SILVERDALE — The 21st century has not been kind to Skippers, a once-nationally known fast seafood empire that sunk into obscurity following the bankruptcy. But take a trip down Silverdale Way, and you’ll find a familiar white anchor pointing the way to a remnant of the once mighty fish and chips powerhouse.
It is there Mike Simon and a staff of six keep on serving clam chowder, fried fish and the comfort foods of the sea, all under a brand whose heyday goes back to when Ronald Reagan was president.
The 49-year-old took a chance on the foundering restaurant a decade ago, gutting the location and ultimately breathing new life into what is one of only five Skippers locations left of a brand that once numbered hundreds of locations. He’s built a loyal customer base that includes Navy veterans, sailors, and yes, those seeking a little nostalgia from the brand they remember.
“There are people that are just generally happy to be in a Skippers Restaurant,” Simon said.
The restaurant still makes everything to order; Simon teaches every employee to look customers in the eye and remind them it’s fresh out of the fryer. That means it’s hot.
The rise and fall of skippers
Skippers was founded in Bellevue in 1969 by Herb Rosen, a World War II veteran and record distributor. The chain would grow to be the fourth-largest seafood chain in the United States, buoyed by strong sales and snappy service in more than 220 locations, according to the Seattle Times obituary of Rosen’s death in 2001.
Fast seafood likely hit a zenith in the 1980s, and Seattle served as the battlefield for several burgeoning chains, including skippers. In 1981, the marketing version of a “fish war” was waged between Ivar Haglund, who’d recently purchased more than a dozen Arthur Treacher’s Fish & Chips eateries, and the growing Skippers fleet of restaurants. As Haglund grew his own brand, Skippers would follow with his own rebranding sometimes just down the street, according to the News Tribune of Tacoma archives.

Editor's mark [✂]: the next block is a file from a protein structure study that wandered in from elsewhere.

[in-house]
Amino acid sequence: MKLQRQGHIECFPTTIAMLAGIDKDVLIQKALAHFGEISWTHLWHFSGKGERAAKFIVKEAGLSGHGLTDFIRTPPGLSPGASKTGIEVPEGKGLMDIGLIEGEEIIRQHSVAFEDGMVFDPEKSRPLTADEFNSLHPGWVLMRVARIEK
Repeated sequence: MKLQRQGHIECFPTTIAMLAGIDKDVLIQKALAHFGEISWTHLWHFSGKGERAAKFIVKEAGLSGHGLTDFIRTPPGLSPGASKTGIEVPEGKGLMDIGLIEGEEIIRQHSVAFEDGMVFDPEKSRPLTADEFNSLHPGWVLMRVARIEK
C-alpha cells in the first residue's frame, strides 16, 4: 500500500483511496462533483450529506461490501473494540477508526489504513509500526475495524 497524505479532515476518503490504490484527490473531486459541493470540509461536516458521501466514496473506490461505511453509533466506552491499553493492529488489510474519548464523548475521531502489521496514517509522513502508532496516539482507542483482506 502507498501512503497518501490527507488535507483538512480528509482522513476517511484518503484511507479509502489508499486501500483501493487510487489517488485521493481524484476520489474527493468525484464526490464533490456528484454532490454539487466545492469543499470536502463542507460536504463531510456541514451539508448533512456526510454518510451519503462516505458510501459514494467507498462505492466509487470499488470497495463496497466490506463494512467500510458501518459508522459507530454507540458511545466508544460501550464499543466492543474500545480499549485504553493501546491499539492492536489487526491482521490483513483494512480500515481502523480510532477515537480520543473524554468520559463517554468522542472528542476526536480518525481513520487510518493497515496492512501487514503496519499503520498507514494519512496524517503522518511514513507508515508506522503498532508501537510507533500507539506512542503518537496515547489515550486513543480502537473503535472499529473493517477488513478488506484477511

“Skippers was sailing the high seas and we thought there was no stopping us,” said Randy Marsh, owner of the Vancouver, Washington, Skippers restaurant that survives today.
Rosen, for his part, ultimately sold the company in 1989 to National Pizza, owners at the time of Pizza Hut and Burger King.
But if the 1980s were full steam ahead, the 1990s would prove to be a Titanic challenge. Fish costs soared and the chain looked for ways to slash costs, including moving from a hand-cut cod to the “Captain’s Cut,” what Marsh called an “inferior, cookie-cutter processed freezer-to-fryer product.”
“At the time the customers led a mutiny and abandoned ship in their outrage to the far inferior product,” Marsh wrote on his website. “We were never able to regain that lost ground.”
Silverdale Skippers and its staying power
Various attempts to revive the brand couldn’t stop bankruptcy in 2007, which led to the closures of most of the company’s franchises. It appeared the brand was headed to Davy Jones’s locker.
Enter Mike Simon.
Simon, who grew up in Renton, recalled his parents taking him to the Benson Road location. The restaurant has since been bulldozed. But the all-you-can-eat entrees drew the then-youngster to always remember fondly the brand. He ended up meeting and going to work for Marsh, seeing the Vancouver location’s success as no fluke.
Within the old brand of closed restaurants, Silverdale, he thought had the most potential.
“This is such a nice community with so much to offer on the peninsula,” he said.
He pursued a remodel himself with help from family, friends and “YouTube videos.” He found pilings in Aberdeen and old chains to bind them in Bremerton, giving the restaurant some seagoing flair. He has a lot of autonomy and no licensing fees from the owners of the intellectual property of Skippers, who still sell some of its products commercially in stores around the Pacific Northwest.
Simon gets fresh seafood from Odyssey Enterprises in Seattle, which cuts and dresses halibut and other kinds of fish he buys.
Profit margins are tougher in the seafood business, and repeat customers don’t appear quite as often. Their most loyal often grab chowder and fish at Skippers four to five times a year, Simon said.
He’s tried to maintain three things: “a clean restaurant, good service, and attention to detail.”
The pandemic was especially hard to weather; he recalled, in his accounting, that he could either lose $320 a day by closing entirely, or lose $280 per day if he stayed open. So he kept things going.
Even as things have reopened, inflation has hit hard, with the cost of fish, like everything else, surging.
Earlier this year, the Skippers brand was sold once more to Harbor Wholesale. Simon said he’ll continue to keep things running, even as an outpost of a once-mighty restaurant chain.
Just don’t expect Simon to open another franchise any time soon. One keeps him busy enough.
“It takes everything I have to keep the lid on this one,” he said.